This article was last updated on May 26, 2022
Toby Lanzer, UN’s Humanitarian Coordinator in South Sudan said, although the Juba government and the rebels have signed a ceasefire deal that mandates both parties to respect humanitarian law and allow aid to areas with vulnerable population, little is realized.
The two warring parties early this month reiterated their commitment to full implementation of Cessation of Hostilities agreement (re-signed between President Salva Kiir and Dr. Riek Machar) under the auspices IGAD.
“By air we had had access. We have flown to over a hundred destinations both areas under the government control and under the opposition and yet when it comes to moving by barge along the river Nile or when it comes to moving by road its much difficult for us,” Lanzer told hundreds of delegates at an international conference in Oslo staged to mobilize funds for the humanitarian situation in South Sudan.
“Actually by barge, not a single WFP barge has moved along the river Nile. We need the support of the government, national security and military intelligent in particular now to be able to move by barge.”
Distribution of aid by air, he said, is more expensive and takes the largest chunk of the funding which could go to catering for other basic needs.
He said there are over 80 check-points between Juba and Bentiu that affect the delivery of aid to the northern part of the country.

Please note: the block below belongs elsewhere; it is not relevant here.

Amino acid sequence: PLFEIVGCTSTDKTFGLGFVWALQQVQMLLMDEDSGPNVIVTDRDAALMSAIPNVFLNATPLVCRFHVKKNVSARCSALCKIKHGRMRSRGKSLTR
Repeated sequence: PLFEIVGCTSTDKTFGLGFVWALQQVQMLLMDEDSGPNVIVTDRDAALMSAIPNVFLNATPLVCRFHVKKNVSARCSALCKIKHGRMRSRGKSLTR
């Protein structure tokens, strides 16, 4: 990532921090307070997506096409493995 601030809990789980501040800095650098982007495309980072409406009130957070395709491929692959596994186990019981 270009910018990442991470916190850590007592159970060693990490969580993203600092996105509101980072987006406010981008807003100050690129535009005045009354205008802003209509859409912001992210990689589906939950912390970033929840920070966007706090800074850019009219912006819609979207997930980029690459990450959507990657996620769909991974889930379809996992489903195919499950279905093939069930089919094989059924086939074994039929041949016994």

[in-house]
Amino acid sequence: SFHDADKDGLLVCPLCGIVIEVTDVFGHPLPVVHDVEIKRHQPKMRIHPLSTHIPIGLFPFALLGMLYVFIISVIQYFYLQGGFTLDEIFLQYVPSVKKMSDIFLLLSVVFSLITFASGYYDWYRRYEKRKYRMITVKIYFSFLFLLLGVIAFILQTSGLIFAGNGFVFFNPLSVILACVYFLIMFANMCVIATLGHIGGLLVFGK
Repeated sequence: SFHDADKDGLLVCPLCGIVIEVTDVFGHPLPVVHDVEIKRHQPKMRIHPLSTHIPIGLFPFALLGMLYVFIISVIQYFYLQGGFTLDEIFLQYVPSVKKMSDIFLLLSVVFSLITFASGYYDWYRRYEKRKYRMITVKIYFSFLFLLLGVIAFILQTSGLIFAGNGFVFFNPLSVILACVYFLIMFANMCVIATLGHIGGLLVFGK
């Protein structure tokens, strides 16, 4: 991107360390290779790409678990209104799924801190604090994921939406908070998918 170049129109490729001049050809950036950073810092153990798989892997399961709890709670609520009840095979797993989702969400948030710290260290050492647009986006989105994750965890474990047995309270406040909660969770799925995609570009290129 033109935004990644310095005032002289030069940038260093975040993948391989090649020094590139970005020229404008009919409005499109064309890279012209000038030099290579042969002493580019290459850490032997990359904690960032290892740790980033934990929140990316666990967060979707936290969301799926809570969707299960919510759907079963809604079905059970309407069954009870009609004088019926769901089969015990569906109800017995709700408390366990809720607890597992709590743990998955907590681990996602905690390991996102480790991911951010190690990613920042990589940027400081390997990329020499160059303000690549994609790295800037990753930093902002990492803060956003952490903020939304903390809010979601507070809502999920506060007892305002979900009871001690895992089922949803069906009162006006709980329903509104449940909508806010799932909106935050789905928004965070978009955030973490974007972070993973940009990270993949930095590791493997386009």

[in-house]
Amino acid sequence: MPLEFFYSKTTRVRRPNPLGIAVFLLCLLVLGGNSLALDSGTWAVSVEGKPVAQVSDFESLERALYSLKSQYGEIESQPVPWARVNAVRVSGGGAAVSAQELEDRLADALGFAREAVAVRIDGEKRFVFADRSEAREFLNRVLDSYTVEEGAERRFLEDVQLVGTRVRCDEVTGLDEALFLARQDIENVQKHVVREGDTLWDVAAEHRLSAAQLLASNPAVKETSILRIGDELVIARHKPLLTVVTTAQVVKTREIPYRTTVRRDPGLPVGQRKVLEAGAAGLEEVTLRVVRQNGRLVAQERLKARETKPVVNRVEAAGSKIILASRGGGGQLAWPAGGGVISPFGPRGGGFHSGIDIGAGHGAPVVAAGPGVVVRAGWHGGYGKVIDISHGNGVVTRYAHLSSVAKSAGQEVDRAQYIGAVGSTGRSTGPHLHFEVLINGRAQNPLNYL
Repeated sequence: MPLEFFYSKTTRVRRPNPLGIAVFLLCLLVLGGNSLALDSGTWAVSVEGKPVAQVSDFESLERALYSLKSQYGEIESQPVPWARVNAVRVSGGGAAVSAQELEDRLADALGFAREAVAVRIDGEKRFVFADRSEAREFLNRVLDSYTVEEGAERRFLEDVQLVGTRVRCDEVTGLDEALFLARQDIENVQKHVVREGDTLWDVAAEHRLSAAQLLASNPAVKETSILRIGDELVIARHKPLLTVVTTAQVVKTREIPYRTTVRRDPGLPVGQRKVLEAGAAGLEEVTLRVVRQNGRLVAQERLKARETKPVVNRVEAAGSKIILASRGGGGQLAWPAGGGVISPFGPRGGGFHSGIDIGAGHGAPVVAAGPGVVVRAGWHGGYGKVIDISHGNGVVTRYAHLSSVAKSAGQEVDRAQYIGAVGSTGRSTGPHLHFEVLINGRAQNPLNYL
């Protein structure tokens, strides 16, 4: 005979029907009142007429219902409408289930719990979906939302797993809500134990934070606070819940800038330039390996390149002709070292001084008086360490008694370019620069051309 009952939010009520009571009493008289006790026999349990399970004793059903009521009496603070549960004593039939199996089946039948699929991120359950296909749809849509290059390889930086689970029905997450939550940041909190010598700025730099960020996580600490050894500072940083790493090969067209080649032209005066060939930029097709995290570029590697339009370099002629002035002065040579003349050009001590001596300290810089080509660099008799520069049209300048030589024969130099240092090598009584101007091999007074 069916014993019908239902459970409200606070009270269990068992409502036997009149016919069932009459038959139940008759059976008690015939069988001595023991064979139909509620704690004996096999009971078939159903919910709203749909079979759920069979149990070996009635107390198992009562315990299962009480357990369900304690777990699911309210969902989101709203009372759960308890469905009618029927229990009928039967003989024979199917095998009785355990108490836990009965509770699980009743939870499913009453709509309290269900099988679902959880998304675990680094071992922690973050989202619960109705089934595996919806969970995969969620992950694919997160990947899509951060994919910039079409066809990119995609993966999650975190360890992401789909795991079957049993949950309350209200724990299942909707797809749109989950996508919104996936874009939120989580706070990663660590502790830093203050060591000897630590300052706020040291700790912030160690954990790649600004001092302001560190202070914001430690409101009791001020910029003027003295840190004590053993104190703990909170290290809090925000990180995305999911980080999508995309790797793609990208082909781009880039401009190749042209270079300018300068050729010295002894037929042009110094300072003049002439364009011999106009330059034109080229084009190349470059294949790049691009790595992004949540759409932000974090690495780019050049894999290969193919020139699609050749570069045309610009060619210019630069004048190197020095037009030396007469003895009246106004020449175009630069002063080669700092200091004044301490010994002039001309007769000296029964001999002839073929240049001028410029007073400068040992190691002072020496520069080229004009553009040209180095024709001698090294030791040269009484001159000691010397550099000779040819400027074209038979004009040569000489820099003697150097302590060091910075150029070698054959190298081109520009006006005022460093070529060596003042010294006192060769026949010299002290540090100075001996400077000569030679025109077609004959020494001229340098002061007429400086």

South Sudan fell hostage to political crisis late last year and has now plunged the country into one of its worst war ever humanitarian crisis since gaining independence on in July 2011.
The crisis started at the Capital, Juba but later spread across the country. It mainly affected the northern part of the country where Lanzer said road-blocks impede distribution of aid by barge.
Key international actors; the United States, United Kingdom, Norway and the European Union on the South Sudan affairs have urged the South Sudanese government and the rebels to respect the cessation of hostilities and not interfere with work of humanitarian aid agencies.
South Sudan’s Foreign Minister Dr. Barnaba Marial however, told donors that government is willing to provide able environment for delivery of aid, but stressed that the aid agencies need to work in “coordination” with the government.
Two months ago, government and the UMISS were at loggerheads after security agents impounded UN trucks loaded with presumed building materials that turned out to be some military hardware in Lakes State.
Government then thought the military hardware was being supplied to rebels fighting against its authority.